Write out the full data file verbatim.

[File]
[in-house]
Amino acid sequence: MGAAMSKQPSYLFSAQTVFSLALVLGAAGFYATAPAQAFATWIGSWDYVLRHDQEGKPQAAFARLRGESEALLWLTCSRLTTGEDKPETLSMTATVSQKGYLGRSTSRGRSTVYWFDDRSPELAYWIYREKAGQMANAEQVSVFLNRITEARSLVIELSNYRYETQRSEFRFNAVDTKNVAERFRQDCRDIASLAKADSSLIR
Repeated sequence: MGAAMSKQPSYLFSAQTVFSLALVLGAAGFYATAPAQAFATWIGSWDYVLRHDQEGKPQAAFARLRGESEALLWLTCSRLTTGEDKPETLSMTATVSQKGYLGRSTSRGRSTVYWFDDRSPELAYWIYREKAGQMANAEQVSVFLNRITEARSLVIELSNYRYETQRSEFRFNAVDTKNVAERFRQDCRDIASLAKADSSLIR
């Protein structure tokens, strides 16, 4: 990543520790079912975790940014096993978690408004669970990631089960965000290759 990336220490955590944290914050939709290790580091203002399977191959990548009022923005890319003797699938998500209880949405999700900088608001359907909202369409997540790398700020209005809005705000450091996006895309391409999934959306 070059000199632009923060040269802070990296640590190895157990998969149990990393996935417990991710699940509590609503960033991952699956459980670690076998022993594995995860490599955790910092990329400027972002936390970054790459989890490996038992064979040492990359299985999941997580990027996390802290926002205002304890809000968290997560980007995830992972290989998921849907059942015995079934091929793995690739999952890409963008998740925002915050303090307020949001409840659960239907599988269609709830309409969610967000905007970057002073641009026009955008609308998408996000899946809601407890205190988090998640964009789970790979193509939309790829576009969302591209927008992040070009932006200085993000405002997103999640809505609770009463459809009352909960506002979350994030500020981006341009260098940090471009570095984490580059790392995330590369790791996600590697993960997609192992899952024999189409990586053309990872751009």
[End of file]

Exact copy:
[in-house]
Amino acid sequence: MGAAMSKQPSYLFSAQTVFSLALVLGAAGFYATAPAQAFATWIGSWDYVLRHDQEGKPQAAFARLRGESEALLWLTCSRLTTGEDKPETLSMTATVSQKGYLGRSTSRGRSTVYWFDDRSPELAYWIYREKAGQMANAEQVSVFLNRITEARSLVIELSNYRYETQRSEFRFNAVDTKNVAERFRQDCRDIASLAKADSSLIR
Repeated sequence: MGAAMSKQPSYLFSAQTVFSLALVLGAAGFYATAPAQAFATWIGSWDYVLRHDQEGKPQAAFARLRGESEALLWLTCSRLTTGEDKPETLSMTATVSQKGYLGRSTSRGRSTVYWFDDRSPELAYWIYREKAGQMANAEQVSVFLNRITEARSLVIELSNYRYETQRSEFRFNAVDTKNVAERFRQDCRDIASLAKADSSLIR
């Protein structure tokens, strides 16, 4: 990543520790079912975790940014096993978690408004669970990631089960965000290759 990336220490955590944290914050939709290790580091203002399977191959990548009022923005890319003797699938998500209880949405999700900088608001359907909202369409997540790398700020209005809005705000450091996006895309391409999934959306 070059000199632009923060040269802070990296640590190895157990998969149990990393996935417990991710699940509590609503960033991952699956459980670690076998022993594995995860490599955790910092990329400027972002936390970054790459989890490996038992064979040492990359299985999941997580990027996390802290926002205002304890809000968290997560980007995830992972290989998921849907059942015995079934091929793995690739999952890409963008998740925002915050303090307020949001409840659960239907599988269609709830309409969610967000905007970057002073641009026009955008609308998408996000899946809601407890205190988090998640964009789970790979193509939309790829576009969302591209927008992040070009932006200085993000405002997103999640809505609770009463459809009352909960506002979350994030500020981006341009260098940090471009570095984490580059790392995330590369790791996600590697993960997609192992899952024999189409990586053309990872751009």